>Revising a novel can be daunting no matter what. Never mind when it’s a bit…messy. And writing a novel-in-a-month often means a messy first draft. But don’t despair. Just because your book may look like a wreck doesn’t mean it’s unsalvageable.
Reading with Perspective
I wrote The Jester’s Apprentice in January 2009 (originally it was titled Philippa’s Neverending Series of Pointless Conversations). I got wrapped up writing Dead Locked that same year and forgot all about Jester’s for a while. Months later, I read the draft for the first time and felt sorry for the two people who had read it.
First drafts always need breathing time. Or, rather, you do. You won’t necessarily make the right decisions when you’re too close. If you wrote a novel-in-a-month last November, you’ve had about three months to leave it alone. Maybe this is enough time. Maybe it isn’t. I needed more space from Jester’s, but I also had another project in full swing to finish. If you’re unsure if you’re ready, pull out your manuscript and read it. Your reaction may gauge if you’re ready to start revising.
Now, you may ask, ‘Should I even bother?’ You may think that meandering, padded, confusing manuscript is more trouble than it’s worth. But look at it this way: you wrote a complete first draft of a novel! It’s not an undeveloped concept in your notebook. It’s not an outline. It’s not a series of false starts. It’s a complete first draft of a novel!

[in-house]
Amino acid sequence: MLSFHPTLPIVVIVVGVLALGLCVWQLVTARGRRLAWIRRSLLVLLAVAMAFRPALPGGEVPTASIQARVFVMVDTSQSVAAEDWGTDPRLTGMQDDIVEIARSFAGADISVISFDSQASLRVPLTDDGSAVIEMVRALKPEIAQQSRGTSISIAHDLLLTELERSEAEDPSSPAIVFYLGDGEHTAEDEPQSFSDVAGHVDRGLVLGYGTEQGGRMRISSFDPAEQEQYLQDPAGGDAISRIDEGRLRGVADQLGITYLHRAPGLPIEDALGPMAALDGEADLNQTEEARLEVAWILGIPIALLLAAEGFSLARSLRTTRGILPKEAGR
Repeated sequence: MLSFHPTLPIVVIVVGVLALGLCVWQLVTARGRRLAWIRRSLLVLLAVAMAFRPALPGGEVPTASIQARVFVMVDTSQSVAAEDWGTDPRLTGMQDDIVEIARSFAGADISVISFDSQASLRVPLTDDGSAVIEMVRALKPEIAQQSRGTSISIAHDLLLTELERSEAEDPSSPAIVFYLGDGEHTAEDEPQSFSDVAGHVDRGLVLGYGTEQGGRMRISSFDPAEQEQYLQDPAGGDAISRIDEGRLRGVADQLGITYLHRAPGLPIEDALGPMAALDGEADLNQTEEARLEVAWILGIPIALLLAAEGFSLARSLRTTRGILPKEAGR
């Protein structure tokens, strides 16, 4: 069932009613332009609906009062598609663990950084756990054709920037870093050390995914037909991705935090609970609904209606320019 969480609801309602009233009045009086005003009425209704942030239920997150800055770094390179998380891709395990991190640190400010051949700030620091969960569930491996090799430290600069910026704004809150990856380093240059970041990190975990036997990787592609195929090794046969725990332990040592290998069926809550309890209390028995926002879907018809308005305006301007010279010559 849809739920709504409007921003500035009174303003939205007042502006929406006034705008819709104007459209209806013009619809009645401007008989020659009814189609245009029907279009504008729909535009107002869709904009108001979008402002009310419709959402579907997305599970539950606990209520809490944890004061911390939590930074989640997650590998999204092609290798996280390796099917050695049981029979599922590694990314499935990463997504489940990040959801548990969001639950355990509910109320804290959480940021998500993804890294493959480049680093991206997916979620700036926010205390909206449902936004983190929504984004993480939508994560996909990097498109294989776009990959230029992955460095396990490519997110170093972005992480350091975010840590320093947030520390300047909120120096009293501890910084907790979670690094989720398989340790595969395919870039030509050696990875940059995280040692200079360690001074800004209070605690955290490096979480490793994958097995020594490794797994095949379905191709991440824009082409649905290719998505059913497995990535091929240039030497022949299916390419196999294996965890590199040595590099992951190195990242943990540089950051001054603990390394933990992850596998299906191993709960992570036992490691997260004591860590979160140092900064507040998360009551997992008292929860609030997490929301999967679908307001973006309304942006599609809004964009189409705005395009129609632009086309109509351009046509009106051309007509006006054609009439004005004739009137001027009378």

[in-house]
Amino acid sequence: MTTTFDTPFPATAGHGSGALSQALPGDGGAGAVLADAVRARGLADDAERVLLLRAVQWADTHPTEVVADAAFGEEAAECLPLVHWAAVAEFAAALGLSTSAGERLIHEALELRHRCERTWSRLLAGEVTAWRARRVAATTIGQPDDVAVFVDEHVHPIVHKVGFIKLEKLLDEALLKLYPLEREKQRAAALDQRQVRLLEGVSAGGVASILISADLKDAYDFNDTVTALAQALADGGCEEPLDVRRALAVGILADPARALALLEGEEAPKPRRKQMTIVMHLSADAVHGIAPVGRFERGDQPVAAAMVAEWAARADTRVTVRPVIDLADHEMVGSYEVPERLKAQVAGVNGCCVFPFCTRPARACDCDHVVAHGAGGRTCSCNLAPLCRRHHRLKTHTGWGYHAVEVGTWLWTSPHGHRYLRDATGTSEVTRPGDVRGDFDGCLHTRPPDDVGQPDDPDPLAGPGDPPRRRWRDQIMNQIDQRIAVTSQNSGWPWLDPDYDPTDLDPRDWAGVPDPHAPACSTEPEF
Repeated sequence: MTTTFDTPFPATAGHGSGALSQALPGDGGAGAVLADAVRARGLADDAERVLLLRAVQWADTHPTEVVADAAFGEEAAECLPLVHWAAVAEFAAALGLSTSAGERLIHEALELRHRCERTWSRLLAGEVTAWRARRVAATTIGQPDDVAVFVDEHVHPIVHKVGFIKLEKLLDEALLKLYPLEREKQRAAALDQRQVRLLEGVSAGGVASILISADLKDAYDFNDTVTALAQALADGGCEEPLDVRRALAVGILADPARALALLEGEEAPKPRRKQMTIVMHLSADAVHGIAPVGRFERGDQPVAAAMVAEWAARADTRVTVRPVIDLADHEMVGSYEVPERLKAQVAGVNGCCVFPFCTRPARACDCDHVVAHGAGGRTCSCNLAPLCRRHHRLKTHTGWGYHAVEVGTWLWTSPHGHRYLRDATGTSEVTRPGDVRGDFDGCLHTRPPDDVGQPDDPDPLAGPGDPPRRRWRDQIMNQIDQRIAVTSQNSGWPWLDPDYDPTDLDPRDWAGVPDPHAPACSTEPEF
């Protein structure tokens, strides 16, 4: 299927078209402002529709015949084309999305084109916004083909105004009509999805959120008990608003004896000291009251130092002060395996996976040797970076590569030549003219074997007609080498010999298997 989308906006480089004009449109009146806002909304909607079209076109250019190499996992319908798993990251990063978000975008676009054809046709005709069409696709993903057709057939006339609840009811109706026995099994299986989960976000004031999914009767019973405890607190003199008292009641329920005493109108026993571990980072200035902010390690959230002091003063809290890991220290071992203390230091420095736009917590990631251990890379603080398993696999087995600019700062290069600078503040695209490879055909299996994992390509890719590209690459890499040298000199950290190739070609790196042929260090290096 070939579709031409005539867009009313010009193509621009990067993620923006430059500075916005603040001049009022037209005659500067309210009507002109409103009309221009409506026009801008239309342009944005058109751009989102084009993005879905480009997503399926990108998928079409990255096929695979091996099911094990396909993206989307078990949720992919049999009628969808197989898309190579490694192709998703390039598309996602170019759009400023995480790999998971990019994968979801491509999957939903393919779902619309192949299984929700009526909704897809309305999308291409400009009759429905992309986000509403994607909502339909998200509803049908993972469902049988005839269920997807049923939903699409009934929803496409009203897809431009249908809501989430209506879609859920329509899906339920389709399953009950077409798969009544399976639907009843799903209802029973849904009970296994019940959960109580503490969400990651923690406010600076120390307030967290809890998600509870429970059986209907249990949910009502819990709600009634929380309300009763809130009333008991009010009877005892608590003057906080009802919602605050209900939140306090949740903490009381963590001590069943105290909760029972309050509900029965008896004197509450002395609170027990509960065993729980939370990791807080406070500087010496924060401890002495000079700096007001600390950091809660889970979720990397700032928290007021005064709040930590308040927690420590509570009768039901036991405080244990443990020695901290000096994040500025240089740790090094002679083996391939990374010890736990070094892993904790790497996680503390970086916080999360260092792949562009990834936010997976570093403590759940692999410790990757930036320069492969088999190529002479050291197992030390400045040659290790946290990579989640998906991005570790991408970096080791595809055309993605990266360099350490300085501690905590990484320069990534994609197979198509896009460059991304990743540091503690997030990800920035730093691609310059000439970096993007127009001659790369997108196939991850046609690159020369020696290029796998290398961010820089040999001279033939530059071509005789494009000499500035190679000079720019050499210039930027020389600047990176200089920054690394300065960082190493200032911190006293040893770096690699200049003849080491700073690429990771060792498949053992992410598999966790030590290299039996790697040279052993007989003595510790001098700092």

Do you know how hard it is to write a book? Yes, you do! Because you just did it in November. Or January. Or some other month. You wrote a whole book. A whole book that just needs a little TLC and it’s ready to go out into the world. You already did one of the hardest parts of the process and you made it to the end. Why quit now? You have something this close to being done. So now I ask, should you bother?
I’m going to assume you said yes to that last question because I tell you that it is worth revising. Whatever the problems, your novel also has all the energy and excitement that you felt when you wrote it. You can always make technical improvements, but you only write with your heart once.
So you’ve got perspective, now you want to revise. Where do you start? Next week we’ll uncover the secret first step to a successful revision. Well, not really. But I will show you how to evaluate your novel so the revision process starts out smoothly and doesn’t overwhelm you. Stay tuned!
Photo by Cory Doctorow